Local Govt | National News Video | Parliament Headlines | Politics Headlines | Search

 


Whangarei first to register for Child Friendly Cities

Whangarei: New Zealand’s first city to register for Child Friendly Cities Initiative


UNICEF NZ and the Northland Intersectoral Forum (NIF) are pleased to announce that Whangarei is New Zealand’s first city to be registered with the Child Friendly Cities Initiative.

UNICEF NZ National Advocacy Manager, Deborah Morris-Travers said, “The Child Friendly Cities Initiative is a framework that guides councils and communities to put children first in their decision making, by bringing to life children’s rights at a local level.

This framework is a rigorous mechanism to make a city more accessible, safe and useable for its younger citizens who often don’t have a say. A child friendly city is one where children and young people are valued as citizens and have their interests respected, their voices heard and views considered.”

Child and Youth Friendly Whangarei Coordinator, Hannah Mitchell, said “We know that a child friendly city is a city that works for everyone. We are proud and excited that Whangarei is the first city in New Zealand to commit to developing a city that better meets the needs of children and youth.”

Whangarei Mayor, Sheryl Mai, agrees that UNICEF accreditation will benefit the children of the district, and therefore all residents. “This is yet another first for Whangarei. Working towards this accreditation aligns with the Council’s efforts in recent years of creating a place where our children feel safer, more valued and supported to grow. It brings with it a focus and impetus to continue our efforts in this direction.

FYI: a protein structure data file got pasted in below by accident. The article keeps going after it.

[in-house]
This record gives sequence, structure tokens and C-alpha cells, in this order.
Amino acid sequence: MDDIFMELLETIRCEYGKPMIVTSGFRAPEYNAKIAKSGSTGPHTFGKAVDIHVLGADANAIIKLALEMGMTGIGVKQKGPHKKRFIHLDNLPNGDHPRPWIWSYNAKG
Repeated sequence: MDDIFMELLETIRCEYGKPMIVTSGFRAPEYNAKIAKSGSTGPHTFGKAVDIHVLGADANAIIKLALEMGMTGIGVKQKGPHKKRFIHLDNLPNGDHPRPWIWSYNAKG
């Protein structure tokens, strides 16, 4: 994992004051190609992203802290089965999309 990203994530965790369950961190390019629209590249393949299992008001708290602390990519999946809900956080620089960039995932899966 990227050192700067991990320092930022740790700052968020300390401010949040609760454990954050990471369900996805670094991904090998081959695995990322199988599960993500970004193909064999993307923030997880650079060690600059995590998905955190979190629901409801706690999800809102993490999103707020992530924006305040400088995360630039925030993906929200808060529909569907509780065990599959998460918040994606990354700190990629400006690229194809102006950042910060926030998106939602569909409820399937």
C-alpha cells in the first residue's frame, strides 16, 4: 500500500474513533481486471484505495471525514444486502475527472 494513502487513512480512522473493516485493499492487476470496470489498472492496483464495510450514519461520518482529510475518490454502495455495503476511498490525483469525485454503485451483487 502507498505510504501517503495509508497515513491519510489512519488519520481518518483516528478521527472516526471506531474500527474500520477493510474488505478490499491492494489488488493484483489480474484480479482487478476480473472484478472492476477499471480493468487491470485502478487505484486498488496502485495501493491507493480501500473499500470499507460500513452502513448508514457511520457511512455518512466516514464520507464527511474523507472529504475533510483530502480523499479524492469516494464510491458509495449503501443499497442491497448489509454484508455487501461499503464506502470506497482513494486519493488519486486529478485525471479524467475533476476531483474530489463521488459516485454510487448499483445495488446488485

“The key to our success will be partnership with organisations such as UNICEF, and also with local child and youth agencies, family members, children and youth themselves.

“There is no better insurance policy for a strong, healthy, well-functioning future society than collectively putting our resources into our children and young people today,” Mayor Mai added.

Ms Mitchell, who has been based at Manaia PHO, further explained, “Whangarei will be undertaking this work collectively through the Northland Intersectoral Forum. NIF has 19 members and includes all the heads of local and regional government agencies, the Northland District Health Board, the PHO, Sport Northland and Northland Inc. Members of the Forum have signed a Statement of Intent declaring their commitment to making Whangarei, and the rest of Northland, child and youth friendly.”

NIF co-chair Walter Wells added, “The NIF members agree tamariki and taitamariki deserve an environment where they can grow up healthy, protected and respected. The NIF Action Plan and Statement of Intent for a Child and Youth Friendly Whangārei builds on the important work of the NIF to support the wellbeing of all of our citizens.”